The other benefit I received from reading this book is that the way Brown looks back on his biography during the epilogue gave me insight into the nature of scholarship. I’ve never read a book where you have something like this – an old, established scholar openly critiquing major aspects of the book that put him on the academic map as a young man. Browns’ self-criticisms are not on minor points – several times he admits he got it completely backwards, and advocates an opposite view to the one he advocated before. Whereas formerly, for example, Brown had portrayed Augustine’s as harsh and authoritarian in the ecclesiastical disputes of his middle and later years, Brown now seems eager to vindicate Augustine – he sees more continuity in his development, and is no longer willing to interpret his doctrines of predestination and grace in terms of an alleged hardening during his bishopric. Whereas formerly Brown could treat Augustine’s view of sexuality dismissively and with some disdain, he now argues, against popular conception, that it was moderate and humane. He compares him favorably to contemporaries like Jerome, Gregory of Nyssa, and Ambrose, whose views were even harsher (they had no place for sexuality as a good part of life in the Garden before the fall), and suggests that the very vehemence of Augustine’s later writings against sexuality was to some extent the result of being accused of being too moderate (500ff.).
I admire Brown for his honesty and for his passion for his subject. It was fascinating to see his life’s journey with Augustine, and it made me long to have a similar journey in my studies in Anselm. It also reminded me of how subjective and partial the basis is for so much scholarship: if so much change can happen in one person from the beginning to the end of his scholarly career, how much more can it happen on an entire topic, or in an entire field, over the course of time? And if a life-long Augustine scholar can still be changing his mind and learning new things at the end of his career, how much more – in Augustine and elsewhere – is there room for new discovery and insight? There is so much truth out there still to explore.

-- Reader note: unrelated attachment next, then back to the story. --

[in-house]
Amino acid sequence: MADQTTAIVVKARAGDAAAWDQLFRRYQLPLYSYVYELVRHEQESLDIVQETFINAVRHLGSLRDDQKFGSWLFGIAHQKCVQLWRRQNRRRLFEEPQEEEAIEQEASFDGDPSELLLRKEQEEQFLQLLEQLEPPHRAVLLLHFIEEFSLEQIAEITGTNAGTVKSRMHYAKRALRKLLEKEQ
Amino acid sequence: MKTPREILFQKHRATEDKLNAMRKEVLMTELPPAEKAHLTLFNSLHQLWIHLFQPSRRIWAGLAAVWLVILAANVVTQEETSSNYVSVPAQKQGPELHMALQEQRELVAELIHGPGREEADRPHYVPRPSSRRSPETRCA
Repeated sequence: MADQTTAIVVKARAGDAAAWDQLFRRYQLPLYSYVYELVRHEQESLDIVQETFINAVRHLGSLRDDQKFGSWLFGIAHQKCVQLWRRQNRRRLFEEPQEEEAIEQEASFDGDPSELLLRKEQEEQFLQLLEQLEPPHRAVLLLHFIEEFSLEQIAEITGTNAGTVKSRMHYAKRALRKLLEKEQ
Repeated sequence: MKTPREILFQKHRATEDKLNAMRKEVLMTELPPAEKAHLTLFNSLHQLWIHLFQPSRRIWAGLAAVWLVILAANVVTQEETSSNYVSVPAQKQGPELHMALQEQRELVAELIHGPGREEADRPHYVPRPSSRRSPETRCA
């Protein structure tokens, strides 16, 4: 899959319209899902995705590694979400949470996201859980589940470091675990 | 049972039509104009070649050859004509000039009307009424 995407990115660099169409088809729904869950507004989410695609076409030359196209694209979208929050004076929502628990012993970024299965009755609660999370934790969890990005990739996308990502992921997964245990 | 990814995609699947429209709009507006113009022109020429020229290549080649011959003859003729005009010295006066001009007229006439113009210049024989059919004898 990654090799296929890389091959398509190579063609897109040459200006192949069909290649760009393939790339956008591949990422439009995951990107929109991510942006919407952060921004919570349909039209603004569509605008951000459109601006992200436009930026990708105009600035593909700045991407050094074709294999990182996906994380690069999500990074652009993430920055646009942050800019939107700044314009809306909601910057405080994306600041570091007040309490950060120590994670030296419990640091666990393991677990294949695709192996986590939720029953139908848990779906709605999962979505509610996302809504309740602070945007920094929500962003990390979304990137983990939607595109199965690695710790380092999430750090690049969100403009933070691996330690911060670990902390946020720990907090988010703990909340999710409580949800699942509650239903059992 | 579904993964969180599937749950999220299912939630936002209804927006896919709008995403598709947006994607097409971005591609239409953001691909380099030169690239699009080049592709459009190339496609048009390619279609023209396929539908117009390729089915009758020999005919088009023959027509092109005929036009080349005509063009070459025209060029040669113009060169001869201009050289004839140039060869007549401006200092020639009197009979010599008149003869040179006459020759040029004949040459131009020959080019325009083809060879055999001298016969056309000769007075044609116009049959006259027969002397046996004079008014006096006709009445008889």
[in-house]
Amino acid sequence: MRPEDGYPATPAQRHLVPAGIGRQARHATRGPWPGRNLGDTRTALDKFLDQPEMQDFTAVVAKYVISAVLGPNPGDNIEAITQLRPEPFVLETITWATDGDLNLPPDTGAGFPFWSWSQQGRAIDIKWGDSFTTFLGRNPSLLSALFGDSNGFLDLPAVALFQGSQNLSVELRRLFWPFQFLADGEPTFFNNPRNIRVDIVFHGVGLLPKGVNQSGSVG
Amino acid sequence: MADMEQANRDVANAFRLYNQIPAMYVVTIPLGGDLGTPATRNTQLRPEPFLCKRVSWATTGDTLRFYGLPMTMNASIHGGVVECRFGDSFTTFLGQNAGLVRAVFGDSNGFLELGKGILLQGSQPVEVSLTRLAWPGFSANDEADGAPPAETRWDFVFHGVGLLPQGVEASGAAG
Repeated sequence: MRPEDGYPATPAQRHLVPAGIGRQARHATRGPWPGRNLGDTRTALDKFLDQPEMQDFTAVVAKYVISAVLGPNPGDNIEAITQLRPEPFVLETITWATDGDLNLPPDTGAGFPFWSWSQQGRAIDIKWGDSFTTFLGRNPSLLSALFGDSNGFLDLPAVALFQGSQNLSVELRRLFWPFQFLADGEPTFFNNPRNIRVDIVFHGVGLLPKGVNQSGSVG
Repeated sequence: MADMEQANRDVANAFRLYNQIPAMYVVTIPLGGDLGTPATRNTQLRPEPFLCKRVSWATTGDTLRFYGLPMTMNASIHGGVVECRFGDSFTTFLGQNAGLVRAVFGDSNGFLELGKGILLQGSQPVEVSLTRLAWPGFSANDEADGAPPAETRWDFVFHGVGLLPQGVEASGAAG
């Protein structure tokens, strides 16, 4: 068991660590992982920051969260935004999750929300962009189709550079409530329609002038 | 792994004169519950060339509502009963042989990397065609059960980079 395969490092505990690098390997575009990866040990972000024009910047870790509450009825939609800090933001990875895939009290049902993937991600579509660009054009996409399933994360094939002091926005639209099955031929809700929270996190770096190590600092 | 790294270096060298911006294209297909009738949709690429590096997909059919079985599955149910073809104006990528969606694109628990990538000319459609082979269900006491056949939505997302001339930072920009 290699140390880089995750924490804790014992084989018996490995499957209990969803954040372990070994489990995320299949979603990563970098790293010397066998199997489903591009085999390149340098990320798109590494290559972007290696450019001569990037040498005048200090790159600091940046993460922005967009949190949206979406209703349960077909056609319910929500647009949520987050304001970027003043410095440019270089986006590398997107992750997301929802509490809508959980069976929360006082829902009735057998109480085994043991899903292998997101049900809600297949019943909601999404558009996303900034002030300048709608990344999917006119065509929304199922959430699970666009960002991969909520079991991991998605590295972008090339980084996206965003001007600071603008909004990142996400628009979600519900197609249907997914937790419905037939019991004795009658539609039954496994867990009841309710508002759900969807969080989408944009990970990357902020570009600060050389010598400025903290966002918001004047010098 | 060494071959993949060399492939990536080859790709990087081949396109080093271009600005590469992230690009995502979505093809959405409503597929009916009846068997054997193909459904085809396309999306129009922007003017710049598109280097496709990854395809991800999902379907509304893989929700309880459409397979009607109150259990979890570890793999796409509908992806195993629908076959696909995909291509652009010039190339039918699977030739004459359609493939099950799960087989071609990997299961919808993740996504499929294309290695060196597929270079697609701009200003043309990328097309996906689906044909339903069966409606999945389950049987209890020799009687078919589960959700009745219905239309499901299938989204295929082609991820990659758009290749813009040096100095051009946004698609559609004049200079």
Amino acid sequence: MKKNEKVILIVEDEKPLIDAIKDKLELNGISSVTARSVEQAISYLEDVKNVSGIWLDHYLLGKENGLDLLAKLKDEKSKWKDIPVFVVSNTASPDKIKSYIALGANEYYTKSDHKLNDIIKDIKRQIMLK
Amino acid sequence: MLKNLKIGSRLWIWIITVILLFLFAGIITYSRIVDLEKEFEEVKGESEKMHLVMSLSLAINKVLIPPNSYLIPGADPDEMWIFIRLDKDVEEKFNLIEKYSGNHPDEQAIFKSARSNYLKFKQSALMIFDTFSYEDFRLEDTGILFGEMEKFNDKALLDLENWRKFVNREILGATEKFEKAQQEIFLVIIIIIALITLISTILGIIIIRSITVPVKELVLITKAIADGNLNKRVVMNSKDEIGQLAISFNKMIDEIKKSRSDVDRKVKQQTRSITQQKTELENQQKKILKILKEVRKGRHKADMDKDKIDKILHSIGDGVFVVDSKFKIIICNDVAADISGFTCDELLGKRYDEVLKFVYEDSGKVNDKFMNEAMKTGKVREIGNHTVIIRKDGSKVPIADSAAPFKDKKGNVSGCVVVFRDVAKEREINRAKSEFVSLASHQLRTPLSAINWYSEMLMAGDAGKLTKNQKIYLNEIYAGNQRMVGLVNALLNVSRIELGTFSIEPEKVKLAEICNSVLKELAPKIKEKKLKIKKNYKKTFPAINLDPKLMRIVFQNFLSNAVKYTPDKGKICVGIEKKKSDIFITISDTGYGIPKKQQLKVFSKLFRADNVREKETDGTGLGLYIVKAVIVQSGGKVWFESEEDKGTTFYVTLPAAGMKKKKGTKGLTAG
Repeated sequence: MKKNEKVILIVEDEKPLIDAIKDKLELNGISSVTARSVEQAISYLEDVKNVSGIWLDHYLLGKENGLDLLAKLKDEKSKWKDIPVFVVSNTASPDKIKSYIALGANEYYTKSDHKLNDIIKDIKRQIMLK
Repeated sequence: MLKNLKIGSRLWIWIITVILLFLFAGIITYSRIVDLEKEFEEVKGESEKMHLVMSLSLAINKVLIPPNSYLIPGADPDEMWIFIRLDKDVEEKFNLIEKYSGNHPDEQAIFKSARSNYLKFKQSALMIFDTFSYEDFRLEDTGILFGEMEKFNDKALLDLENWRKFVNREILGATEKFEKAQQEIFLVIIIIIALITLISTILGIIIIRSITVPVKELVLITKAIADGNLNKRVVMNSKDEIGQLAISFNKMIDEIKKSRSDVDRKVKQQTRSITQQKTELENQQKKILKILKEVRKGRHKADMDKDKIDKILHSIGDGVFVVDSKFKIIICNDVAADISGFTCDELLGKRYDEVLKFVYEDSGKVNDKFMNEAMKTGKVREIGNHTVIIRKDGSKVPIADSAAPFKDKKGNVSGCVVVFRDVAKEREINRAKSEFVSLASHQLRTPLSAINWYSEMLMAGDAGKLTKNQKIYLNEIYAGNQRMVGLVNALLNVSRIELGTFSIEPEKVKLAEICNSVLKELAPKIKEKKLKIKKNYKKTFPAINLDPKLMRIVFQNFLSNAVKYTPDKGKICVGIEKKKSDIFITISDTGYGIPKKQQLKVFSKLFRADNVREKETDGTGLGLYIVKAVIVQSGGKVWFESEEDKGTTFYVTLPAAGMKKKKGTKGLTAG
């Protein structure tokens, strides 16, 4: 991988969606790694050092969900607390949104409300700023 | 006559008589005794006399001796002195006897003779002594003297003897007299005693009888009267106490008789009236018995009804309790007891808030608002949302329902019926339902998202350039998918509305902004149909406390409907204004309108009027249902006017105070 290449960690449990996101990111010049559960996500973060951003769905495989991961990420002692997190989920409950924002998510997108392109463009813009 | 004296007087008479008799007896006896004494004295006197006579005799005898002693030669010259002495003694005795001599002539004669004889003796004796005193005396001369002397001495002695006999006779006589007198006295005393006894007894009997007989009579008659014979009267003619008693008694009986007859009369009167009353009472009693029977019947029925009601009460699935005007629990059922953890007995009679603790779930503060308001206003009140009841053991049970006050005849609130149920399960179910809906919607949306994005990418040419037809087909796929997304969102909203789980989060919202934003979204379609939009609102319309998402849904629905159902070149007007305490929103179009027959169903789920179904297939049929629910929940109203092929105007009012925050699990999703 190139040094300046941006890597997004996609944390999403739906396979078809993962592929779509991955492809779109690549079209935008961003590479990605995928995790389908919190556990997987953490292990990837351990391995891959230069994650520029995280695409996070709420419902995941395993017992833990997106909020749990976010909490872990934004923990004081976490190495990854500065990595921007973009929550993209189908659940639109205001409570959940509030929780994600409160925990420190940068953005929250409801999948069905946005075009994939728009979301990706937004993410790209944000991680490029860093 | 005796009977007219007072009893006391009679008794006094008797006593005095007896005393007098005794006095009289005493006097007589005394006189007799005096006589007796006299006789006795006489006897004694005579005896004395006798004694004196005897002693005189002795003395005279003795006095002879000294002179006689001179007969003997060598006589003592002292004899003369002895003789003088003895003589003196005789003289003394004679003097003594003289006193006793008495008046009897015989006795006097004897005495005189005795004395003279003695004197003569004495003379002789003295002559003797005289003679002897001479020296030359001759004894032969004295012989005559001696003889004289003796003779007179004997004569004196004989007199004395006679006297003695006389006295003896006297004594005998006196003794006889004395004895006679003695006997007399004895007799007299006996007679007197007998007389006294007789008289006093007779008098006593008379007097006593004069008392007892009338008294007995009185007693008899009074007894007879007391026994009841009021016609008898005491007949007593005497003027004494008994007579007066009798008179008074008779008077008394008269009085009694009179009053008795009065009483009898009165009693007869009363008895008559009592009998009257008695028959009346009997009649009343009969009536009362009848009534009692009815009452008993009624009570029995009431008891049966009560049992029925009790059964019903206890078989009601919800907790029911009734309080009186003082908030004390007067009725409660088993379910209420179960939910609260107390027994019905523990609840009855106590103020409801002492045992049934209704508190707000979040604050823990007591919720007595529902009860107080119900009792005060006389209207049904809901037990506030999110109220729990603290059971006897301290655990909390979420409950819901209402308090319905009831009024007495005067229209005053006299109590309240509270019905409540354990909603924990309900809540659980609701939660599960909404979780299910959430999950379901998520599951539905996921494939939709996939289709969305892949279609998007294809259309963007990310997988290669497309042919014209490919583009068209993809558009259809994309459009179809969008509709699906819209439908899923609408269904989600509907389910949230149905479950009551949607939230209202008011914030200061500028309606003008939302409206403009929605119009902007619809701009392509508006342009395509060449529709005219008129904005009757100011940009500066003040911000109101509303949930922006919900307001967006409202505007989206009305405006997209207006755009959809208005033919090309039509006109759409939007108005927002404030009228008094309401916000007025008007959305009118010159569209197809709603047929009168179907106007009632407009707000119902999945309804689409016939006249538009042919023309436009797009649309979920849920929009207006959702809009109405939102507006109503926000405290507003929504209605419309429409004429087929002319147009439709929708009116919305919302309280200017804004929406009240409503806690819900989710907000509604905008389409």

I too am making a study project out of Augustine this year. Have you come across any good theological histories of Augustine that address what you wanted Brown to cover?
Hi Mike, I did enjoy reading Warfield’s treatment of Augustine’s theology (blogged about it a few posts back). Other than that, I think I’m going to limit myself to reading Augustine’s actual writings. I have heard good things about Henry Chadwick’s book. Hope this helps: http://www.amazon.com/gp/product/0192854526/ref=as_li_ss_tl?ie=UTF8&tag=reclaimingthe-20&linkCode=as2&camp=1789&creative=390957&creativeASIN=0192854526
Brown is a historian, and his interests are the interests of a historian, not a philosopher or theologian. He himself admits as much in looking back 30 years later: “I prudently skirted Augustine the metaphysican, and limited my consideration of his theology largely to his notions of grace and of the Church”
I read David Bradshaw’s paper ‘Augustine the Metaphysician’ yesterday and I found it interesting. In it he addresses how Augustine’s prior philosophical commitments affected his theology, e.g. his views on predestination. It can be found in the book Orthodox Readings of Augustine.
Interesting, Drew, I’d not heard of that before. Hope you are well, would love to hang again sometime.